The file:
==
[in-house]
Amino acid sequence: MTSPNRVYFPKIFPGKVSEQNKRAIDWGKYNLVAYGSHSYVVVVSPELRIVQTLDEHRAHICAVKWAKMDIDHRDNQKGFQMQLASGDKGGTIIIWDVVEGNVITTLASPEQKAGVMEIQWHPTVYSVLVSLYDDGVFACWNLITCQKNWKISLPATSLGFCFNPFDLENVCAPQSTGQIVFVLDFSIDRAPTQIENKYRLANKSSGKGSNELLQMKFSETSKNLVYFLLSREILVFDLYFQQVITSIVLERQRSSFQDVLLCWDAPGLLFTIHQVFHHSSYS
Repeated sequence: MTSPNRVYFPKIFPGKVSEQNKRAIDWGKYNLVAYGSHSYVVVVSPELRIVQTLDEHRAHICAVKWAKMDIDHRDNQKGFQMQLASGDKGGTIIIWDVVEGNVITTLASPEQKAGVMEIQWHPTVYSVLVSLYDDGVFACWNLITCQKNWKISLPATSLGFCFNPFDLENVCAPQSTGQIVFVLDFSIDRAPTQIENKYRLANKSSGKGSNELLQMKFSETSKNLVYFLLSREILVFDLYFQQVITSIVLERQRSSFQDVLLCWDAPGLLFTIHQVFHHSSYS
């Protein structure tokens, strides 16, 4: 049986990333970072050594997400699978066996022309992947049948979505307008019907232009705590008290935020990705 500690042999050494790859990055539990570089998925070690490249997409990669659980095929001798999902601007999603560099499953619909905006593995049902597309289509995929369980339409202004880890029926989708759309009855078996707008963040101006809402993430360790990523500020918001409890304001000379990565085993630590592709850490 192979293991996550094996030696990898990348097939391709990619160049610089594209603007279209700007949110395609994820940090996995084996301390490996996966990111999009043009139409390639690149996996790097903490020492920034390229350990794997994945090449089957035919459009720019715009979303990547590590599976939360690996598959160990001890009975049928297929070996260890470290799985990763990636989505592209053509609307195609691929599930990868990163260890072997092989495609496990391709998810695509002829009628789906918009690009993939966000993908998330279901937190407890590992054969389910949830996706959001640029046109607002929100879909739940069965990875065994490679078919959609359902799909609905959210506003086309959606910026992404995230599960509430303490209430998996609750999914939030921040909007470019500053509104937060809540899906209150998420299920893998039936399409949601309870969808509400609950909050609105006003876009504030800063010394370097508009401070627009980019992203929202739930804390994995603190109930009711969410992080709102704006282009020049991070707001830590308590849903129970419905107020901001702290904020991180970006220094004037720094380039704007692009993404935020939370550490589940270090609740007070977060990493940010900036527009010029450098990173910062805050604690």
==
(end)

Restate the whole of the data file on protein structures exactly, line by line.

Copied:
[in-house]
Amino acid sequence: MTSPNRVYFPKIFPGKVSEQNKRAIDWGKYNLVAYGSHSYVVVVSPELRIVQTLDEHRAHICAVKWAKMDIDHRDNQKGFQMQLASGDKGGTIIIWDVVEGNVITTLASPEQKAGVMEIQWHPTVYSVLVSLYDDGVFACWNLITCQKNWKISLPATSLGFCFNPFDLENVCAPQSTGQIVFVLDFSIDRAPTQIENKYRLANKSSGKGSNELLQMKFSETSKNLVYFLLSREILVFDLYFQQVITSIVLERQRSSFQDVLLCWDAPGLLFTIHQVFHHSSYS
Repeated sequence: MTSPNRVYFPKIFPGKVSEQNKRAIDWGKYNLVAYGSHSYVVVVSPELRIVQTLDEHRAHICAVKWAKMDIDHRDNQKGFQMQLASGDKGGTIIIWDVVEGNVITTLASPEQKAGVMEIQWHPTVYSVLVSLYDDGVFACWNLITCQKNWKISLPATSLGFCFNPFDLENVCAPQSTGQIVFVLDFSIDRAPTQIENKYRLANKSSGKGSNELLQMKFSETSKNLVYFLLSREILVFDLYFQQVITSIVLERQRSSFQDVLLCWDAPGLLFTIHQVFHHSSYS
């Protein structure tokens, strides 16, 4: 049986990333970072050594997400699978066996022309992947049948979505307008019907232009705590008290935020990705 500690042999050494790859990055539990570089998925070690490249997409990669659980095929001798999902601007999603560099499953619909905006593995049902597309289509995929369980339409202004880890029926989708759309009855078996707008963040101006809402993430360790990523500020918001409890304001000379990565085993630590592709850490 192979293991996550094996030696990898990348097939391709990619160049610089594209603007279209700007949110395609994820940090996995084996301390490996996966990111999009043009139409390639690149996996790097903490020492920034390229350990794997994945090449089957035919459009720019715009979303990547590590599976939360690996598959160990001890009975049928297929070996260890470290799985990763990636989505592209053509609307195609691929599930990868990163260890072997092989495609496990391709998810695509002829009628789906918009690009993939966000993908998330279901937190407890590992054969389910949830996706959001640029046109607002929100879909739940069965990875065994490679078919959609359902799909609905959210506003086309959606910026992404995230599960509430303490209430998996609750999914939030921040909007470019500053509104937060809540899906209150998420299920893998039936399409949601309870969808509400609950909050609105006003876009504030800063010394370097508009401070627009980019992203929202739930804390994995603190109930009711969410992080709102704006282009020049991070707001830590308590849903129970419905107020901001702290904020991180970006220094004037720094380039704007692009993404935020939370550490589940270090609740007070977060990493940010900036527009010029450098990173910062805050604690």